Familiar colors evoke thoughts of sky-lined fireworks, and family celebrations: watermelon, charcoal, and water-soaked laughter. The colors belong to our flag and depend on each other to represent the whole. Routes to city halls and along roadways are lined with red, white, and blue – Memorial Day has passed, and July 4thawaits, so my daughter asks if it’s a holiday. Flag Day, I respond, and she googles a better description than I provide from the driver’s seat.
“In the United States, Flag Day is celebrated on June 14. It commemorates the adoption of the flag of the United States on June 14, 1777 by resolution of the Second Continental Congress.” I add that today is also the birthday of our current President, The United States Army, and my uncle who served in the Air Force. My daughter especially likes that it’s the President’s birthday. She decides he’ll most likely celebrate with his family in Florida.
Recently D-Day brought to our attention the heroic efforts of our men and women who wear the flag on their uniforms. The monumental anniversary reached 75 years, and everyone who caught a news clip or headline – heard and saw veterans who experienced that day. The bravery and stories of those who landed on Omaha Beach evoked extreme emotion for us who have only read about it. Thanks to Ken Burns, American historian and documentarian, those heroes and their heroic feats of freedom will not be forgotten.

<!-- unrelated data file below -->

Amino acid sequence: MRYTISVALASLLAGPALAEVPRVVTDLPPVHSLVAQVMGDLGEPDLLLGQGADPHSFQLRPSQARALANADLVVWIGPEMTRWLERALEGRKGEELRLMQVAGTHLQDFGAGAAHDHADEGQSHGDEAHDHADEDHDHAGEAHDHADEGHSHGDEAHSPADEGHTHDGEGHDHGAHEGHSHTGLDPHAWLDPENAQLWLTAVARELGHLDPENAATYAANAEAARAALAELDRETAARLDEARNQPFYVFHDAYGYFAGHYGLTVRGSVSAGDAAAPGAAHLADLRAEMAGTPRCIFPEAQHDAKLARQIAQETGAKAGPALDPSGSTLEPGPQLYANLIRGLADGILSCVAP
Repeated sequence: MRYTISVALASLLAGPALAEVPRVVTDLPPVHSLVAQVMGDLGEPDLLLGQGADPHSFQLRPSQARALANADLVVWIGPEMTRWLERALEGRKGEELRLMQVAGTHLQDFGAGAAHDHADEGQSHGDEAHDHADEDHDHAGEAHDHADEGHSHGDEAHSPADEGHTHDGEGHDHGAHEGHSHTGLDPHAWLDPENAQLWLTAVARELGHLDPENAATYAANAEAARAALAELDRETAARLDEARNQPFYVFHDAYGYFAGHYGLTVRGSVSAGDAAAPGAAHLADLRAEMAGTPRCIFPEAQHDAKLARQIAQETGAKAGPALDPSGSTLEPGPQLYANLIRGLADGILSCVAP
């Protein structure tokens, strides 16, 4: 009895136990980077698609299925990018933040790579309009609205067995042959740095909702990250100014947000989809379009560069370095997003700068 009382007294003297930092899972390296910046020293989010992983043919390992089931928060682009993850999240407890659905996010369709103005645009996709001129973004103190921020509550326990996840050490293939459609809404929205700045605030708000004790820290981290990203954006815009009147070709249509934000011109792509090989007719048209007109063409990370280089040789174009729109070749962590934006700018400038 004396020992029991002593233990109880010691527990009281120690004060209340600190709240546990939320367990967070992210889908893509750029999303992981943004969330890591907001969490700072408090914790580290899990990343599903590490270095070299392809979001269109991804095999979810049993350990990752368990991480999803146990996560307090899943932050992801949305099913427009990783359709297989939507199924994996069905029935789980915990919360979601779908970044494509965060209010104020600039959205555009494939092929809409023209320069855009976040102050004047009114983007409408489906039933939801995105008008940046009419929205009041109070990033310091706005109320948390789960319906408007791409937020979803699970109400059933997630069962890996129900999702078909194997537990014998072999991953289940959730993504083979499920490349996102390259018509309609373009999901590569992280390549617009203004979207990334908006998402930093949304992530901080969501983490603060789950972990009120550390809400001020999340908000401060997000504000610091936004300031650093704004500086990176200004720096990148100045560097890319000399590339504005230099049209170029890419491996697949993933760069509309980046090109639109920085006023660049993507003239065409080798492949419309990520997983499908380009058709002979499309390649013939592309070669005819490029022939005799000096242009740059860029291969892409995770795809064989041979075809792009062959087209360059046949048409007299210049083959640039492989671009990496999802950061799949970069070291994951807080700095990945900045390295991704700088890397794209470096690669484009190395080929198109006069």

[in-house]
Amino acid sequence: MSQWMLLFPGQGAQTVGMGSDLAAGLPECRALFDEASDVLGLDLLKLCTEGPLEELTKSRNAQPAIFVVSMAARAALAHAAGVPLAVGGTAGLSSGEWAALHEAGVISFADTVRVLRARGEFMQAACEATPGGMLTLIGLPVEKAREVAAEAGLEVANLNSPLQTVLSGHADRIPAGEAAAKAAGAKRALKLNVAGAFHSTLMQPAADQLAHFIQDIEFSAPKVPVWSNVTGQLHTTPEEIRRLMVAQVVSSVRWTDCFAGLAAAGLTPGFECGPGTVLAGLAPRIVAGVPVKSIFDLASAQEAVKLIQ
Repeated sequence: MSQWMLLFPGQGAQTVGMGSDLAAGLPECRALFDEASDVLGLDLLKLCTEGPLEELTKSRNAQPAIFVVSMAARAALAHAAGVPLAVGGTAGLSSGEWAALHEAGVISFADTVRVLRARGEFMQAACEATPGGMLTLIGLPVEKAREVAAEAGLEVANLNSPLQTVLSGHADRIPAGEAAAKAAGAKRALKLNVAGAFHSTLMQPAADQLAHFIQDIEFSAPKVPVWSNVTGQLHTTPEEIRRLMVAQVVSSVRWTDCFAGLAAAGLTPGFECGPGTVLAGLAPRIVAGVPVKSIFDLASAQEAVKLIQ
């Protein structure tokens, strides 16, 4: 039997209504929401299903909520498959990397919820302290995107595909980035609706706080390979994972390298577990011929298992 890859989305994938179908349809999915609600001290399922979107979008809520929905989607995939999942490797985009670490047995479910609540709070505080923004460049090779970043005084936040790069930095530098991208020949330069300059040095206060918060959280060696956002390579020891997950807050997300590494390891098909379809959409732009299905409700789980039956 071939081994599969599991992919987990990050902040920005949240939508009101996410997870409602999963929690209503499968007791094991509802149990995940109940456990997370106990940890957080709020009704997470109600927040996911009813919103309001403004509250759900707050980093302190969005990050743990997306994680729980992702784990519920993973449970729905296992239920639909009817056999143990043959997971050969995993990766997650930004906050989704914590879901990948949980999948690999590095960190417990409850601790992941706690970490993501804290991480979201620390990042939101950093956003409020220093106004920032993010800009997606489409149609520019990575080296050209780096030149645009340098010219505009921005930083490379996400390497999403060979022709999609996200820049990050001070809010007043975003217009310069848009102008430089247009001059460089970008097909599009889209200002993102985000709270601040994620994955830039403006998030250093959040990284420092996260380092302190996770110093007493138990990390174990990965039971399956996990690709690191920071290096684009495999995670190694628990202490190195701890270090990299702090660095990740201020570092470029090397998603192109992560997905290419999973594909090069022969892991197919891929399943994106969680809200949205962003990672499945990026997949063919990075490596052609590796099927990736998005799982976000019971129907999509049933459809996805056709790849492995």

Did you know that Burns carries in his pocket a mini-ball from Antietam along with a brass button from a WWII uniform? He explained that, “If we forget; we allow another narrative.”
When Burns mentioned this on the Today Show, it made me think about the characters in “Jumpin’ the Rails!” and how an artifact in their pocket enables them to time travel. They go back, experience history first-hand, and it changes their lives – how they think about situations and respond to people around them. Outside of historical fiction and nonfiction works we use artifacts, documentaries, and visits to historical sites to gain better understanding of the history behind our flag and in turn our history shapes our response to others, our Country, and our freedom.
Queen Elizabeth also addressed the D-Day Anniversary crowds at Normandy saying “hundreds of thousands of young soldiers, sailors and airmen left these shores in the cause of freedom.” The phrase from her speech that stood out the most was “cause of freedom”. For those who serve, for those who fought, for those who died wearing our flag, now and throughout history, theirs was and is the “cause of freedom”.